Barron: I think it depends on the ruckman. Grundy may be the exception to the rule since he plays almost like a tall midfielder. He averaged 5.23 clearances last year, which was 23rd in the league and more than Joel Selwood, Trent Cotchin, Bryce Gibbs, Dyson Heppell, Marcus Bontempelli and Dylan Shiel. The next ruckman was Stefan Martin at 4.95 clearances a game, then you’re all the way down to 3.95 where you find Jarrod Witts and 3.92 where Matthew Kreuzer sits. Someone like Max Gawn averages 2.6 clearances a game. So that may tell us a player more dependent on hitouts to advantage to score may be one to avoid if a dual ruck situation occurs, where a player like Grundy still has enough tricks around the ground to score well, despite having ruck opportunities taken away from him.
Any Hawks players worth extra consideration now that Tom Mitchell is out for the year?
Damo: James Worpel is a tantalising option, however awkwardly priced. They traded in a Chad Wingard from the Power who will add in nicely. A rookie in Dylan Moore also worth putting on your radar, probably one of the beneficiaries if someone moves from the forward line into the midfield. Luke Breust is a smokey.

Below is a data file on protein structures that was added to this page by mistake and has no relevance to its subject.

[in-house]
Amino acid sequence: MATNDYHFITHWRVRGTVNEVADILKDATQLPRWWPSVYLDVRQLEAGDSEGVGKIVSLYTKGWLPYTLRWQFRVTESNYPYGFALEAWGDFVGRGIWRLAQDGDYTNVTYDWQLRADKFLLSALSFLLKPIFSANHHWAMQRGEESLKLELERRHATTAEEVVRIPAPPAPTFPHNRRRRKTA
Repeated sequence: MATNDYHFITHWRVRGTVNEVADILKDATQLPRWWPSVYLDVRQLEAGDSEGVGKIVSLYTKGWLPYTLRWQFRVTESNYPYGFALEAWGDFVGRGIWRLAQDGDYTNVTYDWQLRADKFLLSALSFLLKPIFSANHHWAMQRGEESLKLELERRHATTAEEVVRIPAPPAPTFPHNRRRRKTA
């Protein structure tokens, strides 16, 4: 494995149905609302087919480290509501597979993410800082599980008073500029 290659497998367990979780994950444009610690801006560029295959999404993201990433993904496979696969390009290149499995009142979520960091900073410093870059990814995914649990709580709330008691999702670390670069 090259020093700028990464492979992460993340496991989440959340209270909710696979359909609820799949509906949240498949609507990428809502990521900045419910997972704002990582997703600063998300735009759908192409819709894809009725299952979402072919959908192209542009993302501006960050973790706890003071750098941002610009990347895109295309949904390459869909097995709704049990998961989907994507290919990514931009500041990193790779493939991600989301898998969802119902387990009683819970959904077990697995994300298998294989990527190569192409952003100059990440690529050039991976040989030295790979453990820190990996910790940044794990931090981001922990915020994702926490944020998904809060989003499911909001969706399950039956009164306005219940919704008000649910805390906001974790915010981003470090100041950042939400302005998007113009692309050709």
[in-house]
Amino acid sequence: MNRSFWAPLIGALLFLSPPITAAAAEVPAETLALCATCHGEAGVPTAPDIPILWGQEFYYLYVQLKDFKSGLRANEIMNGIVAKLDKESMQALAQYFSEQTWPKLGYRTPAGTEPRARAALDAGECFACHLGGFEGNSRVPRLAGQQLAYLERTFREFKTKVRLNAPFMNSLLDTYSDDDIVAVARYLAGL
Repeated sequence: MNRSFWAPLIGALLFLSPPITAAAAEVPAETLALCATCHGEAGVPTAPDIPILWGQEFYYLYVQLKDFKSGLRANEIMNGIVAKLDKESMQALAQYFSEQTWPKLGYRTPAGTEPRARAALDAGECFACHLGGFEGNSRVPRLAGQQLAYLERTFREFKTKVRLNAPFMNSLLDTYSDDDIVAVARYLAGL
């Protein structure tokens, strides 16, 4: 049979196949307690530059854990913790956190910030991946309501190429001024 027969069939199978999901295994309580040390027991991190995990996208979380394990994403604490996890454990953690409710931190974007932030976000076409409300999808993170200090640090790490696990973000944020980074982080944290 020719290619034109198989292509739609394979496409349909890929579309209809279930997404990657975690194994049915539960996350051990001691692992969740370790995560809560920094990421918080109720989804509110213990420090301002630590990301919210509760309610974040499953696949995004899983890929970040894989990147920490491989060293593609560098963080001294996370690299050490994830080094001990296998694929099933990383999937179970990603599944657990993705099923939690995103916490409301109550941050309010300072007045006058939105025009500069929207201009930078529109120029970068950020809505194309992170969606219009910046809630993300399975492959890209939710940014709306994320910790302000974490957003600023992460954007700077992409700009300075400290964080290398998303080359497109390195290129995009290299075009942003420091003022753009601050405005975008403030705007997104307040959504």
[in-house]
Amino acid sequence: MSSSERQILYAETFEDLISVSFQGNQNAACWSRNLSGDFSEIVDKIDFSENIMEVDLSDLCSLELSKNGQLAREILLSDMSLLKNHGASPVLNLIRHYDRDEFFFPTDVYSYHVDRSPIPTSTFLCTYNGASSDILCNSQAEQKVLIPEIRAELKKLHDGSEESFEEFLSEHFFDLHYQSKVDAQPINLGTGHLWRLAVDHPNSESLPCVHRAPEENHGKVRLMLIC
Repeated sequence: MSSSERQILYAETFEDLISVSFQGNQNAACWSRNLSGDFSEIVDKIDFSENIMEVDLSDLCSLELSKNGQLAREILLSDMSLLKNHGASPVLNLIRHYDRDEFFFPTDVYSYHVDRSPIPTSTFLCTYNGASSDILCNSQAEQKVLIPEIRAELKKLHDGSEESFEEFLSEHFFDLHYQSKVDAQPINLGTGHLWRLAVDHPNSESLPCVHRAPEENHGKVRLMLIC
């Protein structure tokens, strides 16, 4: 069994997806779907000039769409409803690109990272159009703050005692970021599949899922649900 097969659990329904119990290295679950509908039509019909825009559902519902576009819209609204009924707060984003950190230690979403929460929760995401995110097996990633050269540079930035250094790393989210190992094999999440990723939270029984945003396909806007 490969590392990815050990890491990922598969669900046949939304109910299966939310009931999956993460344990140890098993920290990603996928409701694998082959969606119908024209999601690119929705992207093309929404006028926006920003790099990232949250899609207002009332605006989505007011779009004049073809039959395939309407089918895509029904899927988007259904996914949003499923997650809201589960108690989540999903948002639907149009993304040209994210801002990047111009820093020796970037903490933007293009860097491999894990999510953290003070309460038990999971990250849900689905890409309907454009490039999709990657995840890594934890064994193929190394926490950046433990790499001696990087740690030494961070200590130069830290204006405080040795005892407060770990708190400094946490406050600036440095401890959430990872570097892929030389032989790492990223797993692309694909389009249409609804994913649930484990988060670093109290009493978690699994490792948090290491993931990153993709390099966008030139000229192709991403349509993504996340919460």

Kev: There will be greater opportunity for Hawks mids but you can’t replace Titch. The bloke has averaged 20 handballs a game for two years. You can’t teach that sort of gut running and footy awareness. I’ll avoid starting any Hawks in 2019 until a clearer picture is formed (except for Wingard)
Lekdog: Chadley Wingardius the third presents a unique opportunity to tantalise Supercoaches in 2019. Plus if he plays well Kane Cornes will be bitterly disappointed every week.
Patch: Yes, but I don’t know who. Worpel? Jaeger? Rookies? Wait and see on them.
Barron: Worpel is a maybe, but I don’t know if he has oomph in him yet to be worth a pick. I’ve always been a fan of Liam Shiels, he averaged almost 92 SCPoints last year so he is one I won’t ignore on being able to step up.. He’s been been on the cusp of Supercoach selection before, it’s just a question of if he can push into that triple digit territory. A risky pick for sure, but could be a nice POD if it pays off.
Now it’s over to you, community. Any questions you want to put forward that you think will be relevant for SuperCoach this year?